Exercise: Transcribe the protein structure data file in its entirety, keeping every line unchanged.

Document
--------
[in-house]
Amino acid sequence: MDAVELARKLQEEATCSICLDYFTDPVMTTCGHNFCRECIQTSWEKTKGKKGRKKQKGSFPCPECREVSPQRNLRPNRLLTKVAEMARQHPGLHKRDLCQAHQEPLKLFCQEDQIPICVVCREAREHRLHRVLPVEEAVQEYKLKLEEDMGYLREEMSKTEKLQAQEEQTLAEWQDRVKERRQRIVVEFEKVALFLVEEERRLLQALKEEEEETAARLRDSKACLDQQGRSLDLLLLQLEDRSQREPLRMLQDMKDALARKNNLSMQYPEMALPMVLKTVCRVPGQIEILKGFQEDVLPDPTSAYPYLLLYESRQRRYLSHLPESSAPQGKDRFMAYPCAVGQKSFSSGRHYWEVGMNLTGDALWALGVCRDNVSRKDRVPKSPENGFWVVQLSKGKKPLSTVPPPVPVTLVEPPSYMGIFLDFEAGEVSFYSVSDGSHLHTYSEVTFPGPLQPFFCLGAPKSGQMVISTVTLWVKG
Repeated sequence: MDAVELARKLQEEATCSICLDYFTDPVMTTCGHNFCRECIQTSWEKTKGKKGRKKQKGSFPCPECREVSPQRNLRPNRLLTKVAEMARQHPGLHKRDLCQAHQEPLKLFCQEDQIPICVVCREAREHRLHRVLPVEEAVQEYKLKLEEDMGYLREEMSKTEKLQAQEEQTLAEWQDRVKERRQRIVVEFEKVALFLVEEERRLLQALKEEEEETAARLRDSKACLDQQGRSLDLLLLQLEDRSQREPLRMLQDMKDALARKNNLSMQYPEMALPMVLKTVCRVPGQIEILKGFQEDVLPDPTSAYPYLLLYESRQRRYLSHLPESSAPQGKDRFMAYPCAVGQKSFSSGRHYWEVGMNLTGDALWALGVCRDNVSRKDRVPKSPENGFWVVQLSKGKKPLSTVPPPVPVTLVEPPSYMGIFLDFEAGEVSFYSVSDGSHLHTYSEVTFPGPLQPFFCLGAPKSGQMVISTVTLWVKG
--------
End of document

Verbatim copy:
[in-house]
Amino acid sequence: MDAVELARKLQEEATCSICLDYFTDPVMTTCGHNFCRECIQTSWEKTKGKKGRKKQKGSFPCPECREVSPQRNLRPNRLLTKVAEMARQHPGLHKRDLCQAHQEPLKLFCQEDQIPICVVCREAREHRLHRVLPVEEAVQEYKLKLEEDMGYLREEMSKTEKLQAQEEQTLAEWQDRVKERRQRIVVEFEKVALFLVEEERRLLQALKEEEEETAARLRDSKACLDQQGRSLDLLLLQLEDRSQREPLRMLQDMKDALARKNNLSMQYPEMALPMVLKTVCRVPGQIEILKGFQEDVLPDPTSAYPYLLLYESRQRRYLSHLPESSAPQGKDRFMAYPCAVGQKSFSSGRHYWEVGMNLTGDALWALGVCRDNVSRKDRVPKSPENGFWVVQLSKGKKPLSTVPPPVPVTLVEPPSYMGIFLDFEAGEVSFYSVSDGSHLHTYSEVTFPGPLQPFFCLGAPKSGQMVISTVTLWVKG
Repeated sequence: MDAVELARKLQEEATCSICLDYFTDPVMTTCGHNFCRECIQTSWEKTKGKKGRKKQKGSFPCPECREVSPQRNLRPNRLLTKVAEMARQHPGLHKRDLCQAHQEPLKLFCQEDQIPICVVCREAREHRLHRVLPVEEAVQEYKLKLEEDMGYLREEMSKTEKLQAQEEQTLAEWQDRVKERRQRIVVEFEKVALFLVEEERRLLQALKEEEEETAARLRDSKACLDQQGRSLDLLLLQLEDRSQREPLRMLQDMKDALARKNNLSMQYPEMALPMVLKTVCRVPGQIEILKGFQEDVLPDPTSAYPYLLLYESRQRRYLSHLPESSAPQGKDRFMAYPCAVGQKSFSSGRHYWEVGMNLTGDALWALGVCRDNVSRKDRVPKSPENGFWVVQLSKGKKPLSTVPPPVPVTLVEPPSYMGIFLDFEAGEVSFYSVSDGSHLHTYSEVTFPGPLQPFFCLGAPKSGQMVISTVTLWVKG